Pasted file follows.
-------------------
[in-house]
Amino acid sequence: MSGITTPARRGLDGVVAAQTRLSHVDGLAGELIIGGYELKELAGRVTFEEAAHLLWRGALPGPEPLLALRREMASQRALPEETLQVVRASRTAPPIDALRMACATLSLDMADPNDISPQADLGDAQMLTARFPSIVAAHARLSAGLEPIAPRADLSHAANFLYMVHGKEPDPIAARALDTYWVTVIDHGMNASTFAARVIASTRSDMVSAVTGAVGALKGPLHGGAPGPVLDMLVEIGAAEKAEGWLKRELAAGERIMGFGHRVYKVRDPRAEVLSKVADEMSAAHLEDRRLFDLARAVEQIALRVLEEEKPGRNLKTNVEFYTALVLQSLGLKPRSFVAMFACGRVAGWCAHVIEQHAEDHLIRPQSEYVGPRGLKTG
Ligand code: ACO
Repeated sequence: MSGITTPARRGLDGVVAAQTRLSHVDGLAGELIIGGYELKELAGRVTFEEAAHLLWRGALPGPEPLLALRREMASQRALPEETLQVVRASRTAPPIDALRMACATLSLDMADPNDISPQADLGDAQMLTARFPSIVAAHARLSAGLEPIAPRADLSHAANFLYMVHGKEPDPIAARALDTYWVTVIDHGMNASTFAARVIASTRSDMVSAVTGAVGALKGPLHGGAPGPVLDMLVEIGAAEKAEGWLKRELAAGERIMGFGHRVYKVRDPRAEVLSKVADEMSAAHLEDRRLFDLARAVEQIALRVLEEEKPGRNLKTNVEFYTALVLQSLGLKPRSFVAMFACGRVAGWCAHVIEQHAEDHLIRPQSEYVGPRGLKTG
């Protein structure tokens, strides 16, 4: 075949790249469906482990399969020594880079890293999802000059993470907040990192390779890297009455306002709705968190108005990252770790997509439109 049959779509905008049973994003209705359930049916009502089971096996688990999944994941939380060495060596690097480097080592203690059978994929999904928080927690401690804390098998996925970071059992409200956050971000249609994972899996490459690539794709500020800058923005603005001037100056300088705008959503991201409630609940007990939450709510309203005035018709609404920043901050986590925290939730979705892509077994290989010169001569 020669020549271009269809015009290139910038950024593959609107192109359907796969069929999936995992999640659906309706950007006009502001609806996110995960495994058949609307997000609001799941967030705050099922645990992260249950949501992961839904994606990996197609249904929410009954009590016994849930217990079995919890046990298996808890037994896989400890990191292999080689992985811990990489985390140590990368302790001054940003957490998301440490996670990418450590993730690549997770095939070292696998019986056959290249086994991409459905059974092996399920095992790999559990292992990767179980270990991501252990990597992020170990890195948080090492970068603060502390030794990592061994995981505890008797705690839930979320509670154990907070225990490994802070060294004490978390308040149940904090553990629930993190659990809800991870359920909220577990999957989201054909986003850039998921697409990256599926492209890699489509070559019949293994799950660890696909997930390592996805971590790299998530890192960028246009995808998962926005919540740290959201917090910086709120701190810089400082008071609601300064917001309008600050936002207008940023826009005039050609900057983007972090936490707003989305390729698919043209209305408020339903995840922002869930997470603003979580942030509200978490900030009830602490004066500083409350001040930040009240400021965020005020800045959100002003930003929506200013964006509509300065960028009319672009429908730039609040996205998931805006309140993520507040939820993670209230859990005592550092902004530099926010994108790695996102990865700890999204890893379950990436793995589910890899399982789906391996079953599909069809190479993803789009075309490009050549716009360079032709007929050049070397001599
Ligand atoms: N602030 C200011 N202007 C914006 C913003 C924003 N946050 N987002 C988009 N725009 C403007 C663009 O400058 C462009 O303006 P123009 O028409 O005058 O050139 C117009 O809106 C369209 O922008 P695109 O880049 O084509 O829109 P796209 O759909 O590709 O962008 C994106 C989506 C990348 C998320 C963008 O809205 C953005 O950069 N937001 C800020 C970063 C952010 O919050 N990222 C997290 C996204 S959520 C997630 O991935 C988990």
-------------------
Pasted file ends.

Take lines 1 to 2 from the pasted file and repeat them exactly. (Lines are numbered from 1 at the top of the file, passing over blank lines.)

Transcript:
[in-house]
Amino acid sequence: MSGITTPARRGLDGVVAAQTRLSHVDGLAGELIIGGYELKELAGRVTFEEAAHLLWRGALPGPEPLLALRREMASQRALPEETLQVVRASRTAPPIDALRMACATLSLDMADPNDISPQADLGDAQMLTARFPSIVAAHARLSAGLEPIAPRADLSHAANFLYMVHGKEPDPIAARALDTYWVTVIDHGMNASTFAARVIASTRSDMVSAVTGAVGALKGPLHGGAPGPVLDMLVEIGAAEKAEGWLKRELAAGERIMGFGHRVYKVRDPRAEVLSKVADEMSAAHLEDRRLFDLARAVEQIALRVLEEEKPGRNLKTNVEFYTALVLQSLGLKPRSFVAMFACGRVAGWCAHVIEQHAEDHLIRPQSEYVGPRGLKTG